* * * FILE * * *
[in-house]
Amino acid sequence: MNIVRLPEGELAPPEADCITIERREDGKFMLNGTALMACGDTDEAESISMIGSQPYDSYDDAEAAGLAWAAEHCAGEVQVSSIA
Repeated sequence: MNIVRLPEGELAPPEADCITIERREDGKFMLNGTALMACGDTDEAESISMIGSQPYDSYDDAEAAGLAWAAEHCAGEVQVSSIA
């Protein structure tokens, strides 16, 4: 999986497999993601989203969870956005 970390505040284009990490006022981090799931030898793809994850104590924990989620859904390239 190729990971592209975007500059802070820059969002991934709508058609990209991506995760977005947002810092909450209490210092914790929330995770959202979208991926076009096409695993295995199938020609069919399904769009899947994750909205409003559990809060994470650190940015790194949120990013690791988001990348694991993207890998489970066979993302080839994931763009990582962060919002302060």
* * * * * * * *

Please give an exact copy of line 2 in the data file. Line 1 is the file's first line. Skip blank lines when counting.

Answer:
Amino acid sequence: MNIVRLPEGELAPPEADCITIERREDGKFMLNGTALMACGDTDEAESISMIGSQPYDSYDDAEAAGLAWAAEHCAGEVQVSSIA